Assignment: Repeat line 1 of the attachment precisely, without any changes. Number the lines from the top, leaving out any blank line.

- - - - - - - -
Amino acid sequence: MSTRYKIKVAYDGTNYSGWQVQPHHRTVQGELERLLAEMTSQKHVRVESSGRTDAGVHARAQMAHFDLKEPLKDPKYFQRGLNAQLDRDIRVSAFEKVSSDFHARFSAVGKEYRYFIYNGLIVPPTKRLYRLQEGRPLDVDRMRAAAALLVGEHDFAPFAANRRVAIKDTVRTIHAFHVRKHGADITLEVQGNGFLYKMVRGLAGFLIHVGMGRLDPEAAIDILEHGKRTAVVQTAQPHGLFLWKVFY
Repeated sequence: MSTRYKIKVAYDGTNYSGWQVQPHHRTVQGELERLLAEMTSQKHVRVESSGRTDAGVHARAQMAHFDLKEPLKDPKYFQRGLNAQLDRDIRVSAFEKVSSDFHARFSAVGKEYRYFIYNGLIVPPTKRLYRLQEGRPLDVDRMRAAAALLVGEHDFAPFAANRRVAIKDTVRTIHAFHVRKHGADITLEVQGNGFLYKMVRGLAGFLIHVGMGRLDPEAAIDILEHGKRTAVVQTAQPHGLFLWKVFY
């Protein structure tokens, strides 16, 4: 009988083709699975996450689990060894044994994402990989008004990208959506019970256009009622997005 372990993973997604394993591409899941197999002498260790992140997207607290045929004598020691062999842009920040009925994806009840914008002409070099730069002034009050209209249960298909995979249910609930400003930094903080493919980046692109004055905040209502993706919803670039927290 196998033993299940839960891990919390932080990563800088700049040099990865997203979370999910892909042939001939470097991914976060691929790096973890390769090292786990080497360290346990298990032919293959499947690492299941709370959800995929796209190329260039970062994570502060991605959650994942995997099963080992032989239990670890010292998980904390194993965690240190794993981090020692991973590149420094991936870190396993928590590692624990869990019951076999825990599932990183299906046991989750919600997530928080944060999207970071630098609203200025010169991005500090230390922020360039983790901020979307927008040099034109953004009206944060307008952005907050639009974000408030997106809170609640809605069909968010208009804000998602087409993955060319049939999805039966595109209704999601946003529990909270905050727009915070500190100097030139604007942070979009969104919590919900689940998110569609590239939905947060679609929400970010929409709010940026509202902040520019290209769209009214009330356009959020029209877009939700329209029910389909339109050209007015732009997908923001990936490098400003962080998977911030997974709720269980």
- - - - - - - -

Amino acid sequence: MSTRYKIKVAYDGTNYSGWQVQPHHRTVQGELERLLAEMTSQKHVRVESSGRTDAGVHARAQMAHFDLKEPLKDPKYFQRGLNAQLDRDIRVSAFEKVSSDFHARFSAVGKEYRYFIYNGLIVPPTKRLYRLQEGRPLDVDRMRAAAALLVGEHDFAPFAANRRVAIKDTVRTIHAFHVRKHGADITLEVQGNGFLYKMVRGLAGFLIHVGMGRLDPEAAIDILEHGKRTAVVQTAQPHGLFLWKVFY